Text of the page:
Published: December 14th 2008July 20th 2007
We visited Sequim,
Washington and the surrounding area on an extended weekend trip during July of 2007. I did not write a day by day account of this trip, so below I will provide a brief summary of the places we saw and things we did.
Sequim is located on the Olympic Peninsula of Washington State along the Dungeness River near the base of the Olympic Mountains. It is most famously known as one of the driest spots in Washington, only receiving an average of 15 inches of rain each year. Because of the lack of rain, the city has attracted many retirees, including Mike’s grandparents, who call Sequim home for six to seven months each year. Our reason for visiting the area was of course to visit his grandparents, but I also wanted to see the famous lavender fields of the city in full swing, so we chose to go during the annual Lavender Festival.
Aside from the festival, here are some of the other things we saw:
• Dungeness Spit: A 5.5 mile long sand spit that juts out from the edge of the Olympic Peninsula, just north of downtown Sequim. All of the land
is part of the Dungeness National Wildlife Refuge
and there is a lighthouse at the very end of the spit. Unfortunately, walking 5.5 miles on sand was not the quickest process, so after walking for nearly two hours and probably going only halfway on the spit, we decided that we weren’t going to have time to go all the way to the lighthouse. However, we did have a really good time exploring the coastal waters and finding treasures in the sand (none of which we kept of course!). At some point in the future, I would like to hike all the way to the lighthouse, but we will have to block out the better portion of a day to accomplish this task.
• Hurricane Ridge:
Located within the Olympic National Park, this area provides amazing views of the park, and on a very clear day, a glimpse of the Strait of Juan de Fuca. Unfortunately, our visit occurred on a rather cloudy day, so no views were to be seen. We visit Sequim at least once a year, and we hope that on a future visit, the sun will be out so that we can
drive up to the viewpoints at Hurricane Ridge. However, although it rarely rains in Sequim, it never really seems to be sunny either. In fact, I’ve only ever seen the sun come out once in Sequim, and that was for just a few minutes on this trip; quite strange.
• Olympic Game Farm:
This so-called farm is home to dozens of species of wild animals, including Elk, Yak, Bison, Deer, Cougars, and Bears. Many of the Walt Disney nature specials were filmed at this 90 acre preserve during the 1960’s. Being a lover of animals, I was excited to visit the farm, assuming it was set-up as a sanctuary. Unfortunately, as soon as I saw the caged-in cats, I realized that it was not at all as I had imaged. While we had fun feeding the massive-sized animals through the windows of our car, I couldn’t help but feel terrible for the conditions the animals had to live in. The ones that made me feel the saddest were definitely the bears. They each had their own separate pen, which weren’t actually that big. These bears were the ones used in many of the Disney movies, and would stand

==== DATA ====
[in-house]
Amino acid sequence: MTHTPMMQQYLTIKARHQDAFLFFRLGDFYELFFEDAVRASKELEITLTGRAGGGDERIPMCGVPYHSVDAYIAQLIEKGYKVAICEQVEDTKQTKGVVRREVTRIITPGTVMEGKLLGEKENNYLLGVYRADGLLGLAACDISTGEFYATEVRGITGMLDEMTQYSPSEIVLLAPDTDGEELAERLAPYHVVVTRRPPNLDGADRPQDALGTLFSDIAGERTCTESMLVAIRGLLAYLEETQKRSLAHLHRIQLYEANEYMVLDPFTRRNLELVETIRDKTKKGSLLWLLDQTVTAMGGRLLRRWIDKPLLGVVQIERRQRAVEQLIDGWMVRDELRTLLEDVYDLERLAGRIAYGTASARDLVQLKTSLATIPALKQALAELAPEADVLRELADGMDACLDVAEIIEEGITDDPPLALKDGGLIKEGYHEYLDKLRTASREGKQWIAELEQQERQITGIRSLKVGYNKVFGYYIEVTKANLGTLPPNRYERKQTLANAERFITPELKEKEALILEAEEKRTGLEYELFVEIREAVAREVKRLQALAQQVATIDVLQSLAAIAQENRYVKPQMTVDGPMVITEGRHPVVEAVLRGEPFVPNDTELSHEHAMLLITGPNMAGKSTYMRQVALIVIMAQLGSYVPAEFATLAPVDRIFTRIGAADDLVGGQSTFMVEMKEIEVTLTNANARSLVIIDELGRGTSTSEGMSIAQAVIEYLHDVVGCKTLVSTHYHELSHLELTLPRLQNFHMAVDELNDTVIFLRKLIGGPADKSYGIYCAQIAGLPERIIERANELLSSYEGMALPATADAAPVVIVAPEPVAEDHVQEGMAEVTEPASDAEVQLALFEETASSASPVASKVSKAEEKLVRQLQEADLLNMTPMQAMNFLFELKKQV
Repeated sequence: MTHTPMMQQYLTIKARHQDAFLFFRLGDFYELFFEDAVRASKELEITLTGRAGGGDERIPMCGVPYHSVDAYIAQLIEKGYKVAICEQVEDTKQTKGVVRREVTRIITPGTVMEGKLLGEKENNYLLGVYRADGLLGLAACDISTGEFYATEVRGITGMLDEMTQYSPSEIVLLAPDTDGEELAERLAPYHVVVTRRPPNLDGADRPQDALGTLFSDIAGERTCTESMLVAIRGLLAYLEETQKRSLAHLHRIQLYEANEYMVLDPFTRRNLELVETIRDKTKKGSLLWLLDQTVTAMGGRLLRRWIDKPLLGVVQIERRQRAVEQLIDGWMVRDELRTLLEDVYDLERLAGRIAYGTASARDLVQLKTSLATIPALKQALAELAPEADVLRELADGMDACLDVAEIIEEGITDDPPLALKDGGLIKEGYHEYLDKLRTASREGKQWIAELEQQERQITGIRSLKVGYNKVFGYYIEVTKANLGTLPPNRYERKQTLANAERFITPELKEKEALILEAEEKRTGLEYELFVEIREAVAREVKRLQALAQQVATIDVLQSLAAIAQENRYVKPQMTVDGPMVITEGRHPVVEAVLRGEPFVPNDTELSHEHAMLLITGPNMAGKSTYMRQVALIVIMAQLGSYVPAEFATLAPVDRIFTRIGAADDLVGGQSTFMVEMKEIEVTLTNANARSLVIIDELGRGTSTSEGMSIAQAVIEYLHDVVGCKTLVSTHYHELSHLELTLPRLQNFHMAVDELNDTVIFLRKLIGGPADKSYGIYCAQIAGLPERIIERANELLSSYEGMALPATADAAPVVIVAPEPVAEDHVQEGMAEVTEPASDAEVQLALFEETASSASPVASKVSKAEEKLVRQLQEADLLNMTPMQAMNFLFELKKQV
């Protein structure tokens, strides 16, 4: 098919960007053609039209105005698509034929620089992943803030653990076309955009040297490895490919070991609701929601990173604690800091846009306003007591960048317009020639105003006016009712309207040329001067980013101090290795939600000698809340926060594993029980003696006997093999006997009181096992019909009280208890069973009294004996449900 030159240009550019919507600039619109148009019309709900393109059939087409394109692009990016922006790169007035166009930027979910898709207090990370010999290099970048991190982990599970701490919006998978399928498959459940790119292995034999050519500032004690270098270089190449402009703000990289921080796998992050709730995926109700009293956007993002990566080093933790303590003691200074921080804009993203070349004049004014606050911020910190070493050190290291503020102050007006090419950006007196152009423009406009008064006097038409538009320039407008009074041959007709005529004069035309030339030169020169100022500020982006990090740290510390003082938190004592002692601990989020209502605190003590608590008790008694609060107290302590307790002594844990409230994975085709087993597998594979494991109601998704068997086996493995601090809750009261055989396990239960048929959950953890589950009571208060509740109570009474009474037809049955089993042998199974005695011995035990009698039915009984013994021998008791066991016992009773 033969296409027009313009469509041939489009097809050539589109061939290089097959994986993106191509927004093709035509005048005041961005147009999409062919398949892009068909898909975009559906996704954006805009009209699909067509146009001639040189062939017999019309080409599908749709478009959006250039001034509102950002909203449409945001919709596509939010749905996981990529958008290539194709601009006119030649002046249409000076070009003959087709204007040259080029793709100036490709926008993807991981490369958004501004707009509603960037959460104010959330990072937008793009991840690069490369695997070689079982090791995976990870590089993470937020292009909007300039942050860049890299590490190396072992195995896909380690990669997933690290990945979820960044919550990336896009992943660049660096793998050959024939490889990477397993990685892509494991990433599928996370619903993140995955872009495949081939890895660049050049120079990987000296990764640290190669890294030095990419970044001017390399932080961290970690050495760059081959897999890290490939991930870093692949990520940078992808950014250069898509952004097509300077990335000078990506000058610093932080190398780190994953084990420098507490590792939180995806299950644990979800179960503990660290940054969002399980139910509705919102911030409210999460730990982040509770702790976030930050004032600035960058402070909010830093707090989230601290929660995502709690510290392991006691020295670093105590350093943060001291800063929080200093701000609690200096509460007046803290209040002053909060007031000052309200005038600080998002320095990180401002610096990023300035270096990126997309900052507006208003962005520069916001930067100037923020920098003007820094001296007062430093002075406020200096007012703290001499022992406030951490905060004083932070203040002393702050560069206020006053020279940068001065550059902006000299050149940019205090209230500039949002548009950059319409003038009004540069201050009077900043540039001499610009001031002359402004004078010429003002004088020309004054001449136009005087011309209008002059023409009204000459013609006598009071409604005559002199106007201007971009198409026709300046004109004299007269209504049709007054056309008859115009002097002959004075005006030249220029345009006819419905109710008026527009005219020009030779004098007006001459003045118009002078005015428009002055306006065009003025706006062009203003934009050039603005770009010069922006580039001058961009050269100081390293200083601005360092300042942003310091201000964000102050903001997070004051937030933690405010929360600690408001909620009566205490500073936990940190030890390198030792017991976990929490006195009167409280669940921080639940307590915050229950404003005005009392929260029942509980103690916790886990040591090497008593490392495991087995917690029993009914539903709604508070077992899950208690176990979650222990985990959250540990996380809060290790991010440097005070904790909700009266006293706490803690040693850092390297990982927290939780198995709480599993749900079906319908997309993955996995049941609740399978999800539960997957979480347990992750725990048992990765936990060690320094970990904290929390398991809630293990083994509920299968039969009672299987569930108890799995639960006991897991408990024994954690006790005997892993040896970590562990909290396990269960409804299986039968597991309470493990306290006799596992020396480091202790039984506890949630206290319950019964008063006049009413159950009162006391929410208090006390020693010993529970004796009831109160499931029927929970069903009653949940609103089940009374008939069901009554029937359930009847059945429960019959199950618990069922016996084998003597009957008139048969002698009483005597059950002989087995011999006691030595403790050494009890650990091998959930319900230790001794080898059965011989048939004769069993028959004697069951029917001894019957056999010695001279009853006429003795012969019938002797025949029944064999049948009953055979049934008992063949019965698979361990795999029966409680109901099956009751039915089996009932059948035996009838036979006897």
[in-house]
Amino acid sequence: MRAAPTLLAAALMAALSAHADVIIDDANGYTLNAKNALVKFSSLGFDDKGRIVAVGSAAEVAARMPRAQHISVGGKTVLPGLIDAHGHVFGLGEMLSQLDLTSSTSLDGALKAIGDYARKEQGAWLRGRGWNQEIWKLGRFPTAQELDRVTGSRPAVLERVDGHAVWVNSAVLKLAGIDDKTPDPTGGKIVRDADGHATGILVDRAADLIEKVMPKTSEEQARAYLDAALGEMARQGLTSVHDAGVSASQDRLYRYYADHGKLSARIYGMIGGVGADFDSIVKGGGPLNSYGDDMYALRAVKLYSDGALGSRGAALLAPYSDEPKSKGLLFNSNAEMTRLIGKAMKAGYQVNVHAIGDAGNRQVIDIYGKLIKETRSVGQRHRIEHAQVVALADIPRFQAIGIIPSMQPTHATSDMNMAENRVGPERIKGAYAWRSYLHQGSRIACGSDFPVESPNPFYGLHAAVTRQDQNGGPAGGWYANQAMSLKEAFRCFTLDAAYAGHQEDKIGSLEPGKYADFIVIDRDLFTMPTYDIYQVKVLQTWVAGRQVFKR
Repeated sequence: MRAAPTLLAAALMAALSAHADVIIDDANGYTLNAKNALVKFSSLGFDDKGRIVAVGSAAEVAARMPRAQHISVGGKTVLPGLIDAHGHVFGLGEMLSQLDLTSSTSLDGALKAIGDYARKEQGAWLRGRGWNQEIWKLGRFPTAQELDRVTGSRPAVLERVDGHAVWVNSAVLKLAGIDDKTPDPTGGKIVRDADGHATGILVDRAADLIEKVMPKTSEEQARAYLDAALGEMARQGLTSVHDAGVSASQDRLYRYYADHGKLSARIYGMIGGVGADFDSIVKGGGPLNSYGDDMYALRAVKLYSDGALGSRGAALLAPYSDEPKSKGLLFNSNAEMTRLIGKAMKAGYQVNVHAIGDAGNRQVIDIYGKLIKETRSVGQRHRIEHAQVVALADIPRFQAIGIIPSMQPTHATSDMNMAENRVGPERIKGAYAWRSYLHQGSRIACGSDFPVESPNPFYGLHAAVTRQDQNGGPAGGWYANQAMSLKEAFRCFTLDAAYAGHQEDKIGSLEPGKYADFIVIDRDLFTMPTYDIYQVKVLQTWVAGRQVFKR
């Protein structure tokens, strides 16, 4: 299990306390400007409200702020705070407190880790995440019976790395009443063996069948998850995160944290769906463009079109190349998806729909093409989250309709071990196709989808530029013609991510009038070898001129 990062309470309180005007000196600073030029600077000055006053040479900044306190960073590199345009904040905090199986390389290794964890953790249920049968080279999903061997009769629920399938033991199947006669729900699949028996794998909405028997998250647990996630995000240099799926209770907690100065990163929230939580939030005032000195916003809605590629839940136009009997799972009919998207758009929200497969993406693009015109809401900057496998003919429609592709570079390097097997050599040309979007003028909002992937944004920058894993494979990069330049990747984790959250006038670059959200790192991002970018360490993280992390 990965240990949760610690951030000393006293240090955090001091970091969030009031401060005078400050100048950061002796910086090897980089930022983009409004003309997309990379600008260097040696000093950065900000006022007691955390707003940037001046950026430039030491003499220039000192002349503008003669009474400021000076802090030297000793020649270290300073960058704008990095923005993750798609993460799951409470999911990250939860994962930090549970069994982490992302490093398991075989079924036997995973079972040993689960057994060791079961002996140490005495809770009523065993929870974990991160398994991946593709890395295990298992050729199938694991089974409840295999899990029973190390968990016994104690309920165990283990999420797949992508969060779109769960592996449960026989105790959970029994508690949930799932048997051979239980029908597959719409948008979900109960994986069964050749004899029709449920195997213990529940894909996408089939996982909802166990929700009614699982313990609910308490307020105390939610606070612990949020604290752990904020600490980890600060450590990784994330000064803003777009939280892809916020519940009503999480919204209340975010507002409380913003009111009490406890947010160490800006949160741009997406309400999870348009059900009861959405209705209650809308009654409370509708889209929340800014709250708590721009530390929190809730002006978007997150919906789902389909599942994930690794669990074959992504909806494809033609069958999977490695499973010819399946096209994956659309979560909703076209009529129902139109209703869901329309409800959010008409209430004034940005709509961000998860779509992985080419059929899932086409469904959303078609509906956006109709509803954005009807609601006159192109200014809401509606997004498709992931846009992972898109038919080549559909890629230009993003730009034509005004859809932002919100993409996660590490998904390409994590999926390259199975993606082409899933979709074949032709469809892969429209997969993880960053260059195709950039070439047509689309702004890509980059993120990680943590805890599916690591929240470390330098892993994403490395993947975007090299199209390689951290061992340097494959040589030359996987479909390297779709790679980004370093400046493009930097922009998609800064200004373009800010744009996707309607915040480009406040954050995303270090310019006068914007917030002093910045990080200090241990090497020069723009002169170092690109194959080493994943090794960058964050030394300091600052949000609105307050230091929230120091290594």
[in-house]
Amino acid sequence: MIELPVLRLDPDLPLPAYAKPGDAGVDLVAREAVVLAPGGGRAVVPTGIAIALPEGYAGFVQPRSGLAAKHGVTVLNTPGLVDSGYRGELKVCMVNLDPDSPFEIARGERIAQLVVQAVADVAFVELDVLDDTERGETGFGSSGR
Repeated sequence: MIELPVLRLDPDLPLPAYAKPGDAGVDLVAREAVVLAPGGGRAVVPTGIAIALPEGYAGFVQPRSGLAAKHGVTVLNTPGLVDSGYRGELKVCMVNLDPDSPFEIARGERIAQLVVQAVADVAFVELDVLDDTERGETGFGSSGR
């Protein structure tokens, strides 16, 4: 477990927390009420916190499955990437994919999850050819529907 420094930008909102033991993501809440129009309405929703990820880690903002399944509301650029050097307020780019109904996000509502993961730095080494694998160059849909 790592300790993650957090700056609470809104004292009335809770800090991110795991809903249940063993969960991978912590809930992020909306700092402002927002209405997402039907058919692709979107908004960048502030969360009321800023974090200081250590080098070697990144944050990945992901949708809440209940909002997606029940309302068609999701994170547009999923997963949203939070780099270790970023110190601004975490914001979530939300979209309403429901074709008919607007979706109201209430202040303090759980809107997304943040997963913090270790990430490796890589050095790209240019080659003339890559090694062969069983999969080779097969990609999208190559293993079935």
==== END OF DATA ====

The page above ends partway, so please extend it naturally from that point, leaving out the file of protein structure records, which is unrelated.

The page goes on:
on their two hind legs or roar (as if on cue) in order to have us throw them the bread. It made me feel very sad and depressed that these bears had no idea what life was really like out in the wilderness and that they had to live in the never ending life of cars driving next to their pens each and every day. It’s unfortunate that the park has been set-up in such a way that that animals cannot roam free over at least a small portion of the 90 acres. We won’t ever go back and I wouldn’t recommend a visit here, especially to those who care about animal welfare and cruelty.
• Lavender Festival:
I was most excited to visit the many lavender farms that have made Sequim known as “the Lavender Capital of North America”. Since our visit occurred during the annual festival, we were required to purchase a “farm tour” ticket, which enabled us to visit all of the farms. I thought the price was steep, but it was either pay up or not visit any of the farms. From what I understand, if you visit any of the farms outside of
the festival dates, entrance is free. In hindsight, this would have been the wiser plan as we would have not only saved money, but would have been able to enjoy the farms without the hordes of tourists that were everywhere! We ended up visiting five of the farms, and even bought a few small lavender plants back home with us! In addition to visiting the farms, we also walked through the street fair, which was within walking distance from Mike’s grandparent’s house. Interestingly enough, there was several food vendors selling lavender flavored foods, including ice cream and bratwurst (neither of which we were brave enough to try!).
• Eating: As we were staying with Mike’s grandparents, we only ate out twice. The first was the Oak Table Café,
which was a huge restaurant with great character and even better food. We were there for breakfast, so the place was packed. If there’s a line, don’t be discouraged; it’s worth waiting in! We also ate at a Mexican restaurant called El Cazador
for dinner one evening. The food was okay, but only so-so, so we probably wouldn’t eat there again.
• On our last day, we stopped
in at the city of Port Townsend
on our way home. Port Townsend has 70 buildings listed on the National Register of Historic Places and also has more authentic architecture from the Victorian era than any other town north of San Francisco. While there, we visited Fort Worden State Park,
a few of the downtown stores, and viewed just a sampling of the many beautiful exteriors of Victorian homes. We only had about two hours in the city, but much more time is required if you want to really see the sights; an overnight visit and two days is what I recommend.
There are more photos below